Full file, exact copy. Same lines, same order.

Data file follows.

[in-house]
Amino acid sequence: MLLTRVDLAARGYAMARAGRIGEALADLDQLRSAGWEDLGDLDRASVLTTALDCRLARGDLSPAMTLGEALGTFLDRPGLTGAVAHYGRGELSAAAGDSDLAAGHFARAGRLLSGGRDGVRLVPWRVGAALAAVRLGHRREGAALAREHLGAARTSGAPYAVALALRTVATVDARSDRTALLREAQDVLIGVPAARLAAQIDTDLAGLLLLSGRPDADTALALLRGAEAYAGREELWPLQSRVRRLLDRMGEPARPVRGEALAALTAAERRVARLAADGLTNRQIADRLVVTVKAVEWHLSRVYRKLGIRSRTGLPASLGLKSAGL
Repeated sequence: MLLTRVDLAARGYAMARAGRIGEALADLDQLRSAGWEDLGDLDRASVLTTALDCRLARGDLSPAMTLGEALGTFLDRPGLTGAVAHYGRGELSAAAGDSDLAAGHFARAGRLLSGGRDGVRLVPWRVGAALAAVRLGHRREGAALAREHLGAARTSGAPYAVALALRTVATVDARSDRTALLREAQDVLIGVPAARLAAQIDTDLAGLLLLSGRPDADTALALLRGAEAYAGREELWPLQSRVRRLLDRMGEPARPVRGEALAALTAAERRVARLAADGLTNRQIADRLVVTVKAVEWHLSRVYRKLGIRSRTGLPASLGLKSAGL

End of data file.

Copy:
[in-house]
Amino acid sequence: MLLTRVDLAARGYAMARAGRIGEALADLDQLRSAGWEDLGDLDRASVLTTALDCRLARGDLSPAMTLGEALGTFLDRPGLTGAVAHYGRGELSAAAGDSDLAAGHFARAGRLLSGGRDGVRLVPWRVGAALAAVRLGHRREGAALAREHLGAARTSGAPYAVALALRTVATVDARSDRTALLREAQDVLIGVPAARLAAQIDTDLAGLLLLSGRPDADTALALLRGAEAYAGREELWPLQSRVRRLLDRMGEPARPVRGEALAALTAAERRVARLAADGLTNRQIADRLVVTVKAVEWHLSRVYRKLGIRSRTGLPASLGLKSAGL
Repeated sequence: MLLTRVDLAARGYAMARAGRIGEALADLDQLRSAGWEDLGDLDRASVLTTALDCRLARGDLSPAMTLGEALGTFLDRPGLTGAVAHYGRGELSAAAGDSDLAAGHFARAGRLLSGGRDGVRLVPWRVGAALAAVRLGHRREGAALAREHLGAARTSGAPYAVALALRTVATVDARSDRTALLREAQDVLIGVPAARLAAQIDTDLAGLLLLSGRPDADTALALLRGAEAYAGREELWPLQSRVRRLLDRMGEPARPVRGEALAALTAAERRVARLAADGLTNRQIADRLVVTVKAVEWHLSRVYRKLGIRSRTGLPASLGLKSAGL